Top /r/MachineLearning Posts, February: Oxford Deep NLP Course; Data Visualization for Scikit-learn Results

Oxford Deep NLP Course; scikit-plot: Data Visualization for Scikit-learn Results; Machine Learning at Berkeley's ML Crash Course: Neural Networks; Predicting parking difficulty with machine learning; TensorFlow 1.0 Release

In February on /r/MachineLearning deep learning course material was hot, a new library for visualizing Scikit-learn results made a splash, a new machine learning crash course installment from ML @ Berkeley was a hit, Google decided we need help parking, and TensorFlow 1.0 got a release alongside its developer summit.


The top 5 /r/MachineLearning posts of the past month are:

1. Oxford Deep NLP Course

Oxford offers an ongoing deep learning for natural language processsing course, helmed by Phil Blunsom of Oxford and DeepMind, and featuring a whole host of guest lecturers. The above links directly to the lectures repo of the course Github page. This is the link to course Github profile, which also includes other repos of interest, such as the course practical exercises.

2. Scikit-plot: A visualization library for scikit-learn object results

This links to the scikit-plot Github repo, by Reiichiro Nakano. Scikit-plot is described as:

An intuitive library to add plotting functionality to scikit-learn objects.

Scikit-plot is the result of an unartistic data scientist's dreadful realization that visualization is one of the most crucial components in the data science process, not just a mere afterthought.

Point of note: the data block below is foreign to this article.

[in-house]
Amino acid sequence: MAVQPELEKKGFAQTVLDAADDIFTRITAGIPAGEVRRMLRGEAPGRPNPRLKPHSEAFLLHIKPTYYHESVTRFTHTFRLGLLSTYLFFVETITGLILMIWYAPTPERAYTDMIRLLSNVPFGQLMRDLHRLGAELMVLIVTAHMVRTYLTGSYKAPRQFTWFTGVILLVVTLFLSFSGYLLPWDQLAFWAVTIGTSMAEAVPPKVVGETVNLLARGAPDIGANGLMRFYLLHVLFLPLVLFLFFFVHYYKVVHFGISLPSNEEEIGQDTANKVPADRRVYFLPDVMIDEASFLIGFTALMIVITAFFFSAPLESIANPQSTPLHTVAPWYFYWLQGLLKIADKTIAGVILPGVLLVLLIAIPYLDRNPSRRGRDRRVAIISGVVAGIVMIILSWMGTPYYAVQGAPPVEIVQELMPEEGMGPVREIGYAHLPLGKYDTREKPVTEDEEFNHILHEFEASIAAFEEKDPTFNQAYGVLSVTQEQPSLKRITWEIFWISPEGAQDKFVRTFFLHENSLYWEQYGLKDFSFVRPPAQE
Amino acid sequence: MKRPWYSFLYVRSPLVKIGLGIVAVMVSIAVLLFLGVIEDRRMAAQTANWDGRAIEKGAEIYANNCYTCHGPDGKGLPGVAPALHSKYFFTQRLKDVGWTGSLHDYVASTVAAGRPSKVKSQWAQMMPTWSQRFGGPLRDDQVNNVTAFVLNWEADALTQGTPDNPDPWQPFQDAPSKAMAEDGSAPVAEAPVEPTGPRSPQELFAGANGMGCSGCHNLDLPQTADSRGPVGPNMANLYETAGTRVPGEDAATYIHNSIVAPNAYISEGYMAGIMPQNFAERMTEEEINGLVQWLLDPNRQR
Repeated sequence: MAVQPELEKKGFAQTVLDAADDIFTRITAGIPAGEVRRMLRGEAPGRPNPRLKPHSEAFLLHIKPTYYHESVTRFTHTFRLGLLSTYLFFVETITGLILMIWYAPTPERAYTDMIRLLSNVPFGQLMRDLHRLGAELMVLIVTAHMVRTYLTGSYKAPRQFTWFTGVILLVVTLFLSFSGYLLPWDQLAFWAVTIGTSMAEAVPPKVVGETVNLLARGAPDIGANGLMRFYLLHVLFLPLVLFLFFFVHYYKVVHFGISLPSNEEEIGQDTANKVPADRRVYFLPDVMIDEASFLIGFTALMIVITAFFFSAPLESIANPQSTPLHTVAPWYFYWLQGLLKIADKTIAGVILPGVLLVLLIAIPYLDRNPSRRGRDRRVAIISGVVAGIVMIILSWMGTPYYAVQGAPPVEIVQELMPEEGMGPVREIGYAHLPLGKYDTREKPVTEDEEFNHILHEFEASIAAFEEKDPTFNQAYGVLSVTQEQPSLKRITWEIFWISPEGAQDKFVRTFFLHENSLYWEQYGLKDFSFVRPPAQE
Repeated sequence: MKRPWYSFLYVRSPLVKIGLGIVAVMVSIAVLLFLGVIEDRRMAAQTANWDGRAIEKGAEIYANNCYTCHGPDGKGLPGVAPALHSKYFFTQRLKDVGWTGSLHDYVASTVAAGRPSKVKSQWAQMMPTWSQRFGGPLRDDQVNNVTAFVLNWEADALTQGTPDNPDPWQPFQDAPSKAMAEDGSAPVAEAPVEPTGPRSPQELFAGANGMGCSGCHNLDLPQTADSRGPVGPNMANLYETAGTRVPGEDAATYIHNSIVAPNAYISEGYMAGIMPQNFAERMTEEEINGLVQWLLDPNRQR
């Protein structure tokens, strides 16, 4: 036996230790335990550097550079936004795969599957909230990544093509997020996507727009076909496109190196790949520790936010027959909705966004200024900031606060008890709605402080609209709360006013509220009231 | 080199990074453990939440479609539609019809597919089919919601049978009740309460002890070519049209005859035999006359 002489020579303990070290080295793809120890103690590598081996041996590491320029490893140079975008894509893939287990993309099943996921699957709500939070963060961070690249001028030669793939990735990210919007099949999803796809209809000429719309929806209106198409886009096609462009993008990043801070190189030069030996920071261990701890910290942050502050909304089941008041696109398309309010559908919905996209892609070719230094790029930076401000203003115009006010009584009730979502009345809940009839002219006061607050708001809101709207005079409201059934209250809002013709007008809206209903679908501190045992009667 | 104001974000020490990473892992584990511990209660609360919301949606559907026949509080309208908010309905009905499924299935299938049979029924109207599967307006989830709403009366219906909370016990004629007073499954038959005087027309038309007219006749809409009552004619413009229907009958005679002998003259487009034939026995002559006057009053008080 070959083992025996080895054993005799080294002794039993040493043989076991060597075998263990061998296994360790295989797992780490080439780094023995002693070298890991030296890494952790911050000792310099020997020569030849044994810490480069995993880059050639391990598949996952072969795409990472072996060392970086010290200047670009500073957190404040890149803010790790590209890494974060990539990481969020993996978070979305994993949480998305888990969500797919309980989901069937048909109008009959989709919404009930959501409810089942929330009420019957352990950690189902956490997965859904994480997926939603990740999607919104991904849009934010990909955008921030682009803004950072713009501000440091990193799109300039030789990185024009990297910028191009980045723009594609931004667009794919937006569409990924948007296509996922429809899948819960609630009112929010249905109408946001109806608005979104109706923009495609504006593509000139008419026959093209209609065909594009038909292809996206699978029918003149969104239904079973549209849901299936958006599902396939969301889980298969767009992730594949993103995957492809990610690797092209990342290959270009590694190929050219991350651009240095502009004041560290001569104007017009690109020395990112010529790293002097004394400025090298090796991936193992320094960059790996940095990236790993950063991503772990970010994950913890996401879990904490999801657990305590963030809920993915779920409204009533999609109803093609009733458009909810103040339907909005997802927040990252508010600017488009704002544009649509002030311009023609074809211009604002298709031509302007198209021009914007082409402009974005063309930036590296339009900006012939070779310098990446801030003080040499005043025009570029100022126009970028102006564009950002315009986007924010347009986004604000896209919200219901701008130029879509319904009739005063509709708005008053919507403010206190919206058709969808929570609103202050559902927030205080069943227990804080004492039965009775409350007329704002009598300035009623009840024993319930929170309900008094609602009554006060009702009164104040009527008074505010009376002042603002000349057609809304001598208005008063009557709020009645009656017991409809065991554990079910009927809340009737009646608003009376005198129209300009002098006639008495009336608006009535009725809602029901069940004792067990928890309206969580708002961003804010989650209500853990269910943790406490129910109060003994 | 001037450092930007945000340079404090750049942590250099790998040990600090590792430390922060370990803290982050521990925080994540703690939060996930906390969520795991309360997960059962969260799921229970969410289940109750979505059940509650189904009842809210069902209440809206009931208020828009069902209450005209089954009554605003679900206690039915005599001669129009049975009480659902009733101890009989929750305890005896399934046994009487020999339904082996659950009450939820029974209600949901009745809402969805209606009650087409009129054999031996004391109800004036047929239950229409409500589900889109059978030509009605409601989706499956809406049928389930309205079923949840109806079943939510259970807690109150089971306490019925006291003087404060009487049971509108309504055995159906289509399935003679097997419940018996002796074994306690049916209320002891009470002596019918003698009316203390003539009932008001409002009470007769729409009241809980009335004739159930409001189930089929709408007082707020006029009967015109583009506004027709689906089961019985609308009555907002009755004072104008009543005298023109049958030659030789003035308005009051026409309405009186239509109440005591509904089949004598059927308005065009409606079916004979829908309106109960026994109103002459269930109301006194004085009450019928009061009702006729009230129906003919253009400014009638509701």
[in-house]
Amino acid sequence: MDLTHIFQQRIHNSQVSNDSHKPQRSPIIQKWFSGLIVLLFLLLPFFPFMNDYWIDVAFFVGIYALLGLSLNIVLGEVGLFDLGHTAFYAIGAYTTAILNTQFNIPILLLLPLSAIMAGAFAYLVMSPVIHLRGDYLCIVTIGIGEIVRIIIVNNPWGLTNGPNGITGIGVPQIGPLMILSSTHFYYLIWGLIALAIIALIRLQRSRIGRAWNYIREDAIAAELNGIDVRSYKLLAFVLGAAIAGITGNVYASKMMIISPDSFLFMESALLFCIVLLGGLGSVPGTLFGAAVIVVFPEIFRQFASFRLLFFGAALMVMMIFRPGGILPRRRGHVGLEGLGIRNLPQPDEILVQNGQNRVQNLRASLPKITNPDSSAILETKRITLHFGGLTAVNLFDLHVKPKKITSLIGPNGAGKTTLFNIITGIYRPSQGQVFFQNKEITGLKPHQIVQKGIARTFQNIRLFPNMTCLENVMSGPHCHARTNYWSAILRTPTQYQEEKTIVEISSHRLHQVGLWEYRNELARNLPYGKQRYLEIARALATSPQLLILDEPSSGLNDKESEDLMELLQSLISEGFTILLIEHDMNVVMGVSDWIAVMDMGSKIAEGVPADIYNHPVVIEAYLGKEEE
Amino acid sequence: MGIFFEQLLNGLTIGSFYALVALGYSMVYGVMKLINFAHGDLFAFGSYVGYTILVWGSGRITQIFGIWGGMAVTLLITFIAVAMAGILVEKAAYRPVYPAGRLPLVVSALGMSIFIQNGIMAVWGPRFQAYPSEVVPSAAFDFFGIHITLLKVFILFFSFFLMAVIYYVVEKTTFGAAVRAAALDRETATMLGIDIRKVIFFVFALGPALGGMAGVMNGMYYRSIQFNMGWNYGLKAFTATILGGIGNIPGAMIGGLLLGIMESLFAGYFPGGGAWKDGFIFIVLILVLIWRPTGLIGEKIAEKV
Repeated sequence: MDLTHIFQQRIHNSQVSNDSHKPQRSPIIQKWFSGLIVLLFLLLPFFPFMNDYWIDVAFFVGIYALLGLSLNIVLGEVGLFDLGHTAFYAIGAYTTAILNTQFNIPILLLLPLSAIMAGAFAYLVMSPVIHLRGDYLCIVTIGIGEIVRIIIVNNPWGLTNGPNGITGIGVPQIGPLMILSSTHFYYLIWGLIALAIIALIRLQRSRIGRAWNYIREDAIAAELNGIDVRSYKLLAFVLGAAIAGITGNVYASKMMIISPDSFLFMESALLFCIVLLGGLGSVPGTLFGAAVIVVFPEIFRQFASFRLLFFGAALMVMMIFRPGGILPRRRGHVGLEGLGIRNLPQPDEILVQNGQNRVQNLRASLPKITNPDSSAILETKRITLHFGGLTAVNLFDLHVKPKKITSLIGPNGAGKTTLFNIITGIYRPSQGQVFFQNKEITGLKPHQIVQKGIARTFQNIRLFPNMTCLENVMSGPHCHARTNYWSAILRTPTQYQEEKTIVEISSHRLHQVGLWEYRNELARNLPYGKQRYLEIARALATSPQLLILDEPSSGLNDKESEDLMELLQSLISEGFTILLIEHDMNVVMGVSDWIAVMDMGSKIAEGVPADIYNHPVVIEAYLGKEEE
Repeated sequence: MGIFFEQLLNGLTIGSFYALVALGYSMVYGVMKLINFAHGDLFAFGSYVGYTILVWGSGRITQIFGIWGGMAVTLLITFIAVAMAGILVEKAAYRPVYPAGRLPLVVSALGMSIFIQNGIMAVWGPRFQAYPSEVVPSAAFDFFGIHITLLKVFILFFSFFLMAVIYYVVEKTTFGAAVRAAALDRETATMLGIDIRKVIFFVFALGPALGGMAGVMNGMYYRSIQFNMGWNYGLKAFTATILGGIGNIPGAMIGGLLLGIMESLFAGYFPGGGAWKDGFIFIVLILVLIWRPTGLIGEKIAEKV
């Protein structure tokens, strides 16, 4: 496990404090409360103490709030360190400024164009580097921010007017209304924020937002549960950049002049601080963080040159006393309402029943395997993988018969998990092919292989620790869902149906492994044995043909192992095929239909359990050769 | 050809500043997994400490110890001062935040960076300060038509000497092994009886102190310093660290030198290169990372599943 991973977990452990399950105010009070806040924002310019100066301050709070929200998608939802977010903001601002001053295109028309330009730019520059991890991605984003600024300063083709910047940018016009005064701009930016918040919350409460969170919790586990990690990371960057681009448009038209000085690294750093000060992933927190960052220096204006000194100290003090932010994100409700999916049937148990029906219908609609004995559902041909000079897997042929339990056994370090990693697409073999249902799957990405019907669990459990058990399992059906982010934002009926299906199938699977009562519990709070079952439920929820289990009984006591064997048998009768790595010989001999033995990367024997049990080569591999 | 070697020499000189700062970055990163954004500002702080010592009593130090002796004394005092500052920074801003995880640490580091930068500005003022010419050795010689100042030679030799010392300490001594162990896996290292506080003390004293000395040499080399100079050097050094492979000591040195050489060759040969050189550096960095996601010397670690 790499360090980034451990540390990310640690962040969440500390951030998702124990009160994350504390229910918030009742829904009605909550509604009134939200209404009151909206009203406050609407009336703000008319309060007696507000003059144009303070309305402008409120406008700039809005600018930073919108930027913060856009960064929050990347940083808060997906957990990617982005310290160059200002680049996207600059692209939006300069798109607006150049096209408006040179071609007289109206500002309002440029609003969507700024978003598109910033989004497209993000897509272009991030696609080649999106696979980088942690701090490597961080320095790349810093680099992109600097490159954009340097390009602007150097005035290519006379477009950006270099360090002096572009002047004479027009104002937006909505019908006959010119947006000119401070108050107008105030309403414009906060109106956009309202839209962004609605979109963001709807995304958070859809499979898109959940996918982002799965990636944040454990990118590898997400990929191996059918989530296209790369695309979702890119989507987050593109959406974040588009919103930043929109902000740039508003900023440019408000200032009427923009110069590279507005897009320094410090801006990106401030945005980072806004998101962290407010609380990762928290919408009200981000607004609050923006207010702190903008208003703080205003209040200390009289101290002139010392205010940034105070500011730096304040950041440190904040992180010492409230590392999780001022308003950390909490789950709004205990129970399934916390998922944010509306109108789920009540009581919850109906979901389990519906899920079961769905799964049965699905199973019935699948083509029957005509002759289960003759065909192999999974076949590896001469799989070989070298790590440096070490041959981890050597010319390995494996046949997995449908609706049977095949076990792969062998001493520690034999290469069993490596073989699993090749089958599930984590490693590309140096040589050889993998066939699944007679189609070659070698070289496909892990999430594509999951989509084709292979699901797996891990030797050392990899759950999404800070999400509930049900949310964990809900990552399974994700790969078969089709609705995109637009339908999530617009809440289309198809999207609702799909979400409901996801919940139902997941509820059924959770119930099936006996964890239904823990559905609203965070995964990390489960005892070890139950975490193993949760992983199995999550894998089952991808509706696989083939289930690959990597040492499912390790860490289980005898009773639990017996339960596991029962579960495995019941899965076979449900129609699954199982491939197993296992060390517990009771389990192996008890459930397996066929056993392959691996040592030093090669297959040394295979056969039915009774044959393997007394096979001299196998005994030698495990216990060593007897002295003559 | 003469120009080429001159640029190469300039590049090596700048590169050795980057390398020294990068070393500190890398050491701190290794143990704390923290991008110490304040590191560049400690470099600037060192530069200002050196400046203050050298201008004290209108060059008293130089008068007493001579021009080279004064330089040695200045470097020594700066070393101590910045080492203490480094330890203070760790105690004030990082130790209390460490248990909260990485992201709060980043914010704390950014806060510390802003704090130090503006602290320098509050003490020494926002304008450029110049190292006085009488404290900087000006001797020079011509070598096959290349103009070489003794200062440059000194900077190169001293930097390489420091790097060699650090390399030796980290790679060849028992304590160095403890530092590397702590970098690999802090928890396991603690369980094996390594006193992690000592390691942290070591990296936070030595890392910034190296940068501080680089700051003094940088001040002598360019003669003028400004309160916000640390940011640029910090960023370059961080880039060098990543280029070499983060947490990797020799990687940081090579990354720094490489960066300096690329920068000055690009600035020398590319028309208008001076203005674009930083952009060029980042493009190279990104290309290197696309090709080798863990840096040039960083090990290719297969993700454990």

Scikit-plot includes functionality for presenting ROC curves, elbow plots, silhouette graphs, feature importance visualizations, precision-recall curves, and more. It currently offers 2 different APIs, and works with non-Scikit-learn objects like Keras classifiers as well. This is definitely an interesting project which I have been making use of lately myself.

3. Machine Learning at Berkeley's ML Crash Course: Neural Networks and Backprop

Machine Learning @ Berkeley has been putting together a series of articles intended to be a crash course in machine learning. This latest effort focuses on neural networks and the "magic" of backpropagation, and provides a solid overview of the material.

This sums up exactly what the tutorial covers:

In this article we’ll go through how a neural network actually works, and in a future article we’ll discuss some of the limitations of these seemingly magical tools.

Neural networks

I like a neural networks discussion that expresses the idea of limitations, and extinguishes the myth of magic right up front. Realistic expectations are seemingly often overlooked in this area of study, especially material for beginners.

You may also be interested in part 1 and part 2 of the crash course as well.

4. Predicting parking difficulty with machine learning

The folks at Google Research have been good enough to share a helpful model which predicts how difficult a given parking task is, rolling it out as a Google Maps feature in 25 US cities.

Last week, we launched a new feature for Google Maps for Android across 25 US cities that offers predictions about parking difficulty close to your destination so you can plan accordingly. Providing this feature required addressing some significant challenges[.]

The post then elaborates on both the problems of building a useful model of such a task, and how it deals with said problems (spoiler alert: a combination of crowd sourcing and machine learning is employed, with seems to be right in Google's contemporary wheelhouse). I'm interested in seeing how the model performs, as well as how helpful the added functionality actually is, on a practical level (a separate measure entirely).

Next time I need to parallel park in one of these 25 cities, you can bet I read up on how to use this first, if only for sheer entertainment!

5. TensorFlow 1.0 Release

Google announced TensorFlow's 1.0 release this past month, with some cool updates, a new high-level API compatible with Keras, some changes to existing APIs (notably, to resemble NumPy more closely), experimental APIs for Go and Java, and more. Software used to be eating the world; anymore, it seems like TensorFlow, specifically, has taken over this task.


On a related note, TensorFlow Dev Summit 2017 coincided with the release of TensorFlow 1.0, and the recorded stream of the event can be viewed here.